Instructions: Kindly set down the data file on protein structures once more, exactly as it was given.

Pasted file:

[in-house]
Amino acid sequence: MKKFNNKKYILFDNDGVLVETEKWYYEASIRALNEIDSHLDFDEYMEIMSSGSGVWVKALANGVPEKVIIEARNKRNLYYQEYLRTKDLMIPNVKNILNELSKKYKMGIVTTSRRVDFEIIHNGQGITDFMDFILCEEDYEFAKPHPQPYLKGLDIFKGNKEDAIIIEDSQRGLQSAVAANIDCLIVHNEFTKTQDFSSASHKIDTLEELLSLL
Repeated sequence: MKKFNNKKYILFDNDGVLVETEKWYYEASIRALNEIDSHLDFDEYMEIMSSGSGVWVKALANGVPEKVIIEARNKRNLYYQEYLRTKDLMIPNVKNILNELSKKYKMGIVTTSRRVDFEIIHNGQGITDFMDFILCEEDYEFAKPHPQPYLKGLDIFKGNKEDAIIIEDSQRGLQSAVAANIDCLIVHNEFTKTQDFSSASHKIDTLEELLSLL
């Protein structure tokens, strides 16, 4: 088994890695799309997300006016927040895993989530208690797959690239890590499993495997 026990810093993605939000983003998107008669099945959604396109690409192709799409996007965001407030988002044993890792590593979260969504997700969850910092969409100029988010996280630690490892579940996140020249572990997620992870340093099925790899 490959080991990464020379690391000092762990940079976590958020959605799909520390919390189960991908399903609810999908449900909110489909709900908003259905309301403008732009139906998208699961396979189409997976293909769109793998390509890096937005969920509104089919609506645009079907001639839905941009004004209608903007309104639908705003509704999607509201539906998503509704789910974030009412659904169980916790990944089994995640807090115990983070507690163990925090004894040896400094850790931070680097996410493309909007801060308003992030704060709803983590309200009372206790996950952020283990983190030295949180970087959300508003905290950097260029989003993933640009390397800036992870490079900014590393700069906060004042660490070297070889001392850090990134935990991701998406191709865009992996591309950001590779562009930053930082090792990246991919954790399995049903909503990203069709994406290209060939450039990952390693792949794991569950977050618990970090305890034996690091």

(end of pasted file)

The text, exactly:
[in-house]
Amino acid sequence: MKKFNNKKYILFDNDGVLVETEKWYYEASIRALNEIDSHLDFDEYMEIMSSGSGVWVKALANGVPEKVIIEARNKRNLYYQEYLRTKDLMIPNVKNILNELSKKYKMGIVTTSRRVDFEIIHNGQGITDFMDFILCEEDYEFAKPHPQPYLKGLDIFKGNKEDAIIIEDSQRGLQSAVAANIDCLIVHNEFTKTQDFSSASHKIDTLEELLSLL
Repeated sequence: MKKFNNKKYILFDNDGVLVETEKWYYEASIRALNEIDSHLDFDEYMEIMSSGSGVWVKALANGVPEKVIIEARNKRNLYYQEYLRTKDLMIPNVKNILNELSKKYKMGIVTTSRRVDFEIIHNGQGITDFMDFILCEEDYEFAKPHPQPYLKGLDIFKGNKEDAIIIEDSQRGLQSAVAANIDCLIVHNEFTKTQDFSSASHKIDTLEELLSLL
């Protein structure tokens, strides 16, 4: 088994890695799309997300006016927040895993989530208690797959690239890590499993495997 026990810093993605939000983003998107008669099945959604396109690409192709799409996007965001407030988002044993890792590593979260969504997700969850910092969409100029988010996280630690490892579940996140020249572990997620992870340093099925790899 490959080991990464020379690391000092762990940079976590958020959605799909520390919390189960991908399903609810999908449900909110489909709900908003259905309301403008732009139906998208699961396979189409997976293909769109793998390509890096937005969920509104089919609506645009079907001639839905941009004004209608903007309104639908705003509704999607509201539906998503509704789910974030009412659904169980916790990944089994995640807090115990983070507690163990925090004894040896400094850790931070680097996410493309909007801060308003992030704060709803983590309200009372206790996950952020283990983190030295949180970087959300508003905290950097260029989003993933640009390397800036992870490079900014590393700069906060004042660490070297070889001392850090990134935990991701998406191709865009992996591309950001590779562009930053930082090792990246991919954790399995049903909503990203069709994406290209060939450039990952390693792949794991569950977050618990970090305890034996690091």